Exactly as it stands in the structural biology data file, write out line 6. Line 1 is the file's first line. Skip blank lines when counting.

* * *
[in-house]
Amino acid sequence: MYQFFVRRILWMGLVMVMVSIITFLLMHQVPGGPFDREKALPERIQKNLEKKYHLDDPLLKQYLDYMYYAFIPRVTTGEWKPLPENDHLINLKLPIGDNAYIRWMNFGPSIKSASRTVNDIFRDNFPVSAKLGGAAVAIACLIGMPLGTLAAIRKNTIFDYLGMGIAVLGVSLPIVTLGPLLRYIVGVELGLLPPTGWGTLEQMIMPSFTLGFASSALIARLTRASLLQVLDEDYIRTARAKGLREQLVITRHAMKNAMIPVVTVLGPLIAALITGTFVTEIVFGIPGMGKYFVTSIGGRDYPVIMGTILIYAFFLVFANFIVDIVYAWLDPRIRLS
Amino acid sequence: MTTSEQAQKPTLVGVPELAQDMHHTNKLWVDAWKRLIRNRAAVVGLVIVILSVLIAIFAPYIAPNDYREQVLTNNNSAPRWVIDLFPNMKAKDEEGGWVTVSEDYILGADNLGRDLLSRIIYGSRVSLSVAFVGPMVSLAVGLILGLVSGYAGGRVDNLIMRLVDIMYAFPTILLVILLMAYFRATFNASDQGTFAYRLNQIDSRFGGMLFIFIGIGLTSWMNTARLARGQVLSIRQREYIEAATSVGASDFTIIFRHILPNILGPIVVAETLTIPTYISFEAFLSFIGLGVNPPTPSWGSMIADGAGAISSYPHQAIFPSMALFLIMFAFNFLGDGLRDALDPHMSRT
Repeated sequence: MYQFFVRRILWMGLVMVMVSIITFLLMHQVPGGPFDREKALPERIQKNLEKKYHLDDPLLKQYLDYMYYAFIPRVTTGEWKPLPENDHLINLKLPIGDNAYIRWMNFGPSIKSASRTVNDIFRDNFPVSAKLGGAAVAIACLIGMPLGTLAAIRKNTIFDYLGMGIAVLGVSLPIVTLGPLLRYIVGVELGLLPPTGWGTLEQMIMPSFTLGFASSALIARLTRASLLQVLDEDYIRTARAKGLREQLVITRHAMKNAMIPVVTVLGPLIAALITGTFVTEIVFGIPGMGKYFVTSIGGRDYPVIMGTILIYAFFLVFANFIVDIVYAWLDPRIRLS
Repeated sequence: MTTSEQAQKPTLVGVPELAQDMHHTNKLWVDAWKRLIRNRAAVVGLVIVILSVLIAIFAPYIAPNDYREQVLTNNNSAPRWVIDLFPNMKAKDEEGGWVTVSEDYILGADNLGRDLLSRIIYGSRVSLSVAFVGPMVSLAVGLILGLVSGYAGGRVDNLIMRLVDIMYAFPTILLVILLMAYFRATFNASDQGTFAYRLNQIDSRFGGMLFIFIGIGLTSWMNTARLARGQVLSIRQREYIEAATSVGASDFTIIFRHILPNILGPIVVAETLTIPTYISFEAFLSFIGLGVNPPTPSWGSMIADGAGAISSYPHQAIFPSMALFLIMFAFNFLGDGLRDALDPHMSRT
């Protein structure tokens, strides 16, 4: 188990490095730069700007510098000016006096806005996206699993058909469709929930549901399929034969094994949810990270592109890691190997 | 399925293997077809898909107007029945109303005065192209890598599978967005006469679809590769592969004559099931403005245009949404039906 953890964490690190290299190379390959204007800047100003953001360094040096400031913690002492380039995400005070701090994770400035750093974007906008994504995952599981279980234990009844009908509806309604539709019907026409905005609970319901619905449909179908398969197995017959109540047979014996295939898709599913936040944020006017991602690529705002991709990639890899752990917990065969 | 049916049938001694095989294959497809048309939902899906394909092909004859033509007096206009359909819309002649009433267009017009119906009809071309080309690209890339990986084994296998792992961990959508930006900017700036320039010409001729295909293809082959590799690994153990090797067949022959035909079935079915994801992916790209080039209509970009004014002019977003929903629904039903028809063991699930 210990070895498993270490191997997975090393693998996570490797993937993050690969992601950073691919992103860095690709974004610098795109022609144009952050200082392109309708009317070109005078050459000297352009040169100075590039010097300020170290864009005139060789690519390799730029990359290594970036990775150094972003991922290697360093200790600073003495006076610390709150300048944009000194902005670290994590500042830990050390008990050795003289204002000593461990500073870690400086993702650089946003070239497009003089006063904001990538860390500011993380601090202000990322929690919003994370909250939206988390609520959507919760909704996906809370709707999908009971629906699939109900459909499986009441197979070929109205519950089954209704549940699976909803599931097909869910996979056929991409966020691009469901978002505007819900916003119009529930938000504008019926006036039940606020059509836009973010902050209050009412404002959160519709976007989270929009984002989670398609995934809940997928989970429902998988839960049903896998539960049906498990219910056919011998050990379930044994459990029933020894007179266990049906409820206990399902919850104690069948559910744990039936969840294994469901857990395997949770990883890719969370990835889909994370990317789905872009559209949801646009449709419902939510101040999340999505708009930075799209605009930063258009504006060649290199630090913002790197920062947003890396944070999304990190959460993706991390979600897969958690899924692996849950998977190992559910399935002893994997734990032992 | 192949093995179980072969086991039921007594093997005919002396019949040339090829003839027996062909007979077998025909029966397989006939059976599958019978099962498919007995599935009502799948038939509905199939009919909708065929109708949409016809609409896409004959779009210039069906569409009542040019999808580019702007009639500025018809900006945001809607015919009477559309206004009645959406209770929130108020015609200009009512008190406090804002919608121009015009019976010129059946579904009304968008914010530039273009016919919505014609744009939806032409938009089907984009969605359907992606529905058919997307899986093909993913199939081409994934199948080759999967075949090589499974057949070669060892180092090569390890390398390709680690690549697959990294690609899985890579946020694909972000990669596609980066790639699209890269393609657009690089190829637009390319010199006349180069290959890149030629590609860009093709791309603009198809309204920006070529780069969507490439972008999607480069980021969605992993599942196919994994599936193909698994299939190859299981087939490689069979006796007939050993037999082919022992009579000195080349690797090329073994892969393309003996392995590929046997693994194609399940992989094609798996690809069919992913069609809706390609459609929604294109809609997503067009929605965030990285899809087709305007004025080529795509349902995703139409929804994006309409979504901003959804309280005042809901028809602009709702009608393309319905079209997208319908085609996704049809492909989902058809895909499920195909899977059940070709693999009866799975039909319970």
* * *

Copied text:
């Protein structure tokens, strides 16, 4: 188990490095730069700007510098000016006096806005996206699993058909469709929930549901399929034969094994949810990270592109890691190997 | 399925293997077809898909107007029945109303005065192209890598599978967005006469679809590769592969004559099931403005245009949404039906 953890964490690190290299190379390959204007800047100003953001360094040096400031913690002492380039995400005070701090994770400035750093974007906008994504995952599981279980234990009844009908509806309604539709019907026409905005609970319901619905449909179908398969197995017959109540047979014996295939898709599913936040944020006017991602690529705002991709990639890899752990917990065969 | 049916049938001694095989294959497809048309939902899906394909092909004859033509007096206009359909819309002649009433267009017009119906009809071309080309690209890339990986084994296998792992961990959508930006900017700036320039010409001729295909293809082959590799690994153990090797067949022959035909079935079915994801992916790209080039209509970009004014002019977003929903629904039903028809063991699930 210990070895498993270490191997997975090393693998996570490797993937993050690969992601950073691919992103860095690709974004610098795109022609144009952050200082392109309708009317070109005078050459000297352009040169100075590039010097300020170290864009005139060789690519390799730029990359290594970036990775150094972003991922290697360093200790600073003495006076610390709150300048944009000194902005670290994590500042830990050390008990050795003289204002000593461990500073870690400086993702650089946003070239497009003089006063904001990538860390500011993380601090202000990322929690919003994370909250939206988390609520959507919760909704996906809370709707999908009971629906699939109900459909499986009441197979070929109205519950089954209704549940699976909803599931097909869910996979056929991409966020691009469901978002505007819900916003119009529930938000504008019926006036039940606020059509836009973010902050209050009412404002959160519709976007989270929009984002989670398609995934809940997928989970429902998988839960049903896998539960049906498990219910056919011998050990379930044994459990029933020894007179266990049906409820206990399902919850104690069948559910744990039936969840294994469901857990395997949770990883890719969370990835889909994370990317789905872009559209949801646009449709419902939510101040999340999505708009930075799209605009930063258009504006060649290199630090913002790197920062947003890396944070999304990190959460993706991390979600897969958690899924692996849950998977190992559910399935002893994997734990032992 | 192949093995179980072969086991039921007594093997005919002396019949040339090829003839027996062909007979077998025909029966397989006939059976599958019978099962498919007995599935009502799948038939509905199939009919909708065929109708949409016809609409896409004959779009210039069906569409009542040019999808580019702007009639500025018809900006945001809607015919009477559309206004009645959406209770929130108020015609200009009512008190406090804002919608121009015009019976010129059946579904009304968008914010530039273009016919919505014609744009939806032409938009089907984009969605359907992606529905058919997307899986093909993913199939081409994934199948080759999967075949090589499974057949070669060892180092090569390890390398390709680690690549697959990294690609899985890579946020694909972000990669596609980066790639699209890269393609657009690089190829637009390319010199006349180069290959890149030629590609860009093709791309603009198809309204920006070529780069969507490439972008999607480069980021969605992993599942196919994994599936193909698994299939190859299981087939490689069979006796007939050993037999082919022992009579000195080349690797090329073994892969393309003996392995590929046997693994194609399940992989094609798996690809069919992913069609809706390609459609929604294109809609997503067009929605965030990285899809087709305007004025080529795509349902995703139409929804994006309409979504901003959804309280005042809901028809602009709702009608393309319905079209997208319908085609996704049809492909989902058809895909499920195909899977059940070709693999009866799975039909319970």